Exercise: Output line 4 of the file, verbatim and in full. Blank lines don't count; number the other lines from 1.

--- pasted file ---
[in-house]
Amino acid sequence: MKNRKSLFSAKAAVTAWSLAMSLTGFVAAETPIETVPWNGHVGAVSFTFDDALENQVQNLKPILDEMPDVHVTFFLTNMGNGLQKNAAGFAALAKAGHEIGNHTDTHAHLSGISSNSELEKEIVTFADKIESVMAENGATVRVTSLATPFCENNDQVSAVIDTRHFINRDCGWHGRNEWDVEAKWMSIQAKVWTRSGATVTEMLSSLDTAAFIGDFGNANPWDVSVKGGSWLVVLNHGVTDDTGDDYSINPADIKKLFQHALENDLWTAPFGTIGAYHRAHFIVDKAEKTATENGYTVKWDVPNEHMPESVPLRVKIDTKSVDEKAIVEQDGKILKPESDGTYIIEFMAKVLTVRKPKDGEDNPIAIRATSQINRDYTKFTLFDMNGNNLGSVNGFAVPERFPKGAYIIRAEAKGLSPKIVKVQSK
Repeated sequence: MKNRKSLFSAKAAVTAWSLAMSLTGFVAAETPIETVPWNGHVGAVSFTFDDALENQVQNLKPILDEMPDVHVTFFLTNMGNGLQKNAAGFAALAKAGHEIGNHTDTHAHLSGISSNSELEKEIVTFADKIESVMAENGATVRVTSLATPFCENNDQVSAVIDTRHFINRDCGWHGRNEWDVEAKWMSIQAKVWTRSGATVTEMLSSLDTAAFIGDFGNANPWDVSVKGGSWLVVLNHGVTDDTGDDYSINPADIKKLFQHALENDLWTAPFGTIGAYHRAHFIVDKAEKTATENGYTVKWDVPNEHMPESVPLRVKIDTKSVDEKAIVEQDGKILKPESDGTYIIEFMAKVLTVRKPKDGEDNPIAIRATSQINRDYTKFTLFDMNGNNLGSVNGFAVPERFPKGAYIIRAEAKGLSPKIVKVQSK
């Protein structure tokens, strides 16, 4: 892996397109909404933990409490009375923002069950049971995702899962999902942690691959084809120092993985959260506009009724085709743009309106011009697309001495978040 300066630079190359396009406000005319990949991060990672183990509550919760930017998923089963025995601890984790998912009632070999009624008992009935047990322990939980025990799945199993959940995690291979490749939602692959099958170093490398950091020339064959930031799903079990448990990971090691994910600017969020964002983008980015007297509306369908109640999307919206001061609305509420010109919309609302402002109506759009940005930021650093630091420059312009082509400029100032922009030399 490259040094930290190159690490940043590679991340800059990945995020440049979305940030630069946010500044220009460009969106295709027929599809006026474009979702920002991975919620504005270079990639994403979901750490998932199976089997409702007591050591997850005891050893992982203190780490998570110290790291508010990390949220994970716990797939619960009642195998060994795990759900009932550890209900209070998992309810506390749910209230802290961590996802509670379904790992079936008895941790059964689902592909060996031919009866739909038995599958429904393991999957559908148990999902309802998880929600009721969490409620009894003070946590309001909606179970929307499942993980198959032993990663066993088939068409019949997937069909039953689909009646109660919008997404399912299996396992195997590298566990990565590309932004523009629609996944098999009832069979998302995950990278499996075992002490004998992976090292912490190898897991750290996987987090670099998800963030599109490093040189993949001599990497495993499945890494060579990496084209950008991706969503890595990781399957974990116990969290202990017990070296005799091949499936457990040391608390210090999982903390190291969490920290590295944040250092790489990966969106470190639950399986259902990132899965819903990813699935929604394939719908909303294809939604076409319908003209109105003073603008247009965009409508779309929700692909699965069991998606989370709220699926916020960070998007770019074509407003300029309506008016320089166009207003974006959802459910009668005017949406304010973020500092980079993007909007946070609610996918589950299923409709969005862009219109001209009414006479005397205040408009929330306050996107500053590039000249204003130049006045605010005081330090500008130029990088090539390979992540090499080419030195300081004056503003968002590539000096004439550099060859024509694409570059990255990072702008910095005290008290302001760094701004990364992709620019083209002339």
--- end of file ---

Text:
């Protein structure tokens, strides 16, 4: 892996397109909404933990409490009375923002069950049971995702899962999902942690691959084809120092993985959260506009009724085709743009309106011009697309001495978040 300066630079190359396009406000005319990949991060990672183990509550919760930017998923089963025995601890984790998912009632070999009624008992009935047990322990939980025990799945199993959940995690291979490749939602692959099958170093490398950091020339064959930031799903079990448990990971090691994910600017969020964002983008980015007297509306369908109640999307919206001061609305509420010109919309609302402002109506759009940005930021650093630091420059312009082509400029100032922009030399 490259040094930290190159690490940043590679991340800059990945995020440049979305940030630069946010500044220009460009969106295709027929599809006026474009979702920002991975919620504005270079990639994403979901750490998932199976089997409702007591050591997850005891050893992982203190780490998570110290790291508010990390949220994970716990797939619960009642195998060994795990759900009932550890209900209070998992309810506390749910209230802290961590996802509670379904790992079936008895941790059964689902592909060996031919009866739909038995599958429904393991999957559908148990999902309802998880929600009721969490409620009894003070946590309001909606179970929307499942993980198959032993990663066993088939068409019949997937069909039953689909009646109660919008997404399912299996396992195997590298566990990565590309932004523009629609996944098999009832069979998302995950990278499996075992002490004998992976090292912490190898897991750290996987987090670099998800963030599109490093040189993949001599990497495993499945890494060579990496084209950008991706969503890595990781399957974990116990969290202990017990070296005799091949499936457990040391608390210090999982903390190291969490920290590295944040250092790489990966969106470190639950399986259902990132899965819903990813699935929604394939719908909303294809939604076409319908003209109105003073603008247009965009409508779309929700692909699965069991998606989370709220699926916020960070998007770019074509407003300029309506008016320089166009207003974006959802459910009668005017949406304010973020500092980079993007909007946070609610996918589950299923409709969005862009219109001209009414006479005397205040408009929330306050996107500053590039000249204003130049006045605010005081330090500008130029990088090539390979992540090499080419030195300081004056503003968002590539000096004439550099060859024509694409570059990255990072702008910095005290008290302001760094701004990364992709620019083209002339």